Wednesday, September 29, 2010

Not So Fast, Facebook

Malcolm Gladwell threw a Molotov cocktail at the social media mavens in this week’s New Yorker, comparing the civil rights activism of the 60s to the “Twitter Revolution” in Moldova, and its role in the recent Iranian election unrest. He finds the claims of digital impact a little too smug:
Donating bone marrow isn’t a trivial matter. But it doesn’t involve financial or personal risk; it doesn’t mean spending a summer being chased by armed men in pickup trucks. It doesn’t require that you confront socially entrenched norms and practices. In fact, it’s the kind of commitment that will bring only social acknowledgment and praise.

The evangelists of social media don’t understand this distinction; they seem to believe that a Facebook friend is the same as a real friend and that signing up for a donor registry in Silicon Valley today is activism in the same sense as sitting at a segregated lunch counter in Greensboro in 1960.

...the second crucial distinction between traditional activism and its online variant: social media are not about...hierarchical organization. Facebook and the like are tools for building networks, which are the opposite, in structure and character, of hierarchies. Unlike hierarchies, with their rules and procedures, networks aren’t controlled by a single central authority. Decisions are made through consensus, and the ties that bind people to the group are loose...

Because networks don’t have a centralized leadership structure and clear lines of authority, they have real difficulty reaching consensus and setting goals. They can’t think strategically; they are chronically prone to conflict and error. How do you make difficult choices about tactics or strategy or philosophical direction when everyone has an equal say?...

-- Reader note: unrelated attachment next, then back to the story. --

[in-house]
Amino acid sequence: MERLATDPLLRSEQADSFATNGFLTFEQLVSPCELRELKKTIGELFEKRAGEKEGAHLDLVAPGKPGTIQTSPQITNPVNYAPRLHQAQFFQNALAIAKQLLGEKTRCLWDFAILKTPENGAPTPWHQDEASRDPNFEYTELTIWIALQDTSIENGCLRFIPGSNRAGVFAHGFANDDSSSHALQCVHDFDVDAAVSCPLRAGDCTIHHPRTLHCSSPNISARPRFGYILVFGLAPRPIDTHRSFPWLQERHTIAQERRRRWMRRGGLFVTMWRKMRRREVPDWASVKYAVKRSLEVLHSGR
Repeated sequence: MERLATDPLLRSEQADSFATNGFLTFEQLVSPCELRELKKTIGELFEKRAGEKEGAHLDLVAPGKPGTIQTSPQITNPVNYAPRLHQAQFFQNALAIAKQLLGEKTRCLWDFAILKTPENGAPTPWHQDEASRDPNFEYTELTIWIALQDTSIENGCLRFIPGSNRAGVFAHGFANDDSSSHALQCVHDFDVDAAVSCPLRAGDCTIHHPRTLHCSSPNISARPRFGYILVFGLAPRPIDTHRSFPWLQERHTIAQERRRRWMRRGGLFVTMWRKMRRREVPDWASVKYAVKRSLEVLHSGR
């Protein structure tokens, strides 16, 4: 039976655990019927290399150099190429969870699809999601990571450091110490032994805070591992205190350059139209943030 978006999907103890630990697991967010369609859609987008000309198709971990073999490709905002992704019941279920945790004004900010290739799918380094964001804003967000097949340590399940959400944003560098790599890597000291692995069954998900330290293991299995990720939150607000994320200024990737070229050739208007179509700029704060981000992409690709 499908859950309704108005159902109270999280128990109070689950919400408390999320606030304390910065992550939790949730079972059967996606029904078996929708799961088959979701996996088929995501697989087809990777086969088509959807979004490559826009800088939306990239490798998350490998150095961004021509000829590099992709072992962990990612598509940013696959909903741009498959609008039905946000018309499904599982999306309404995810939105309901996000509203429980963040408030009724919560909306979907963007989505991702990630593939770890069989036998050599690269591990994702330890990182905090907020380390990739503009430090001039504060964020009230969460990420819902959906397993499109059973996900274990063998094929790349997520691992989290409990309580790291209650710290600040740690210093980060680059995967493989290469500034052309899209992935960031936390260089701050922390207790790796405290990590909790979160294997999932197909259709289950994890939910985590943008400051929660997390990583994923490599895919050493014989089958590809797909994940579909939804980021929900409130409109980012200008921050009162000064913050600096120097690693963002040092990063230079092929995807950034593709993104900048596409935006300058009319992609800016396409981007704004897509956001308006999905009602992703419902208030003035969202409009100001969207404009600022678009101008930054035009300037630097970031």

The drawbacks of networks scarcely matter if the network isn’t interested in systemic change—if it just wants to frighten or humiliate or make a splash—or if it doesn’t need to think strategically. But if you’re taking on a powerful and organized establishment you have to be a hierarchy. The Montgomery bus boycott required the participation of tens of thousands of people who depended on public transit to get to and from work each day. It lasted a year. In order to persuade those people to stay true to the cause, the boycott’s organizers tasked each local black church with maintaining morale, and put together a free alternative private carpool service, with forty-eight dispatchers and forty-two pickup stations. Even the White Citizens Council, King later said, conceded that the carpool system moved with “military precision.” By the time King came to Birmingham, for the climactic showdown with Police Commissioner Eugene (Bull) Connor, he had a budget of a million dollars, and a hundred full-time staff members on the ground, divided into operational units. The operation itself was divided into steadily escalating phases, mapped out in advance. Support was maintained through consecutive mass meetings rotating from church to church around the city.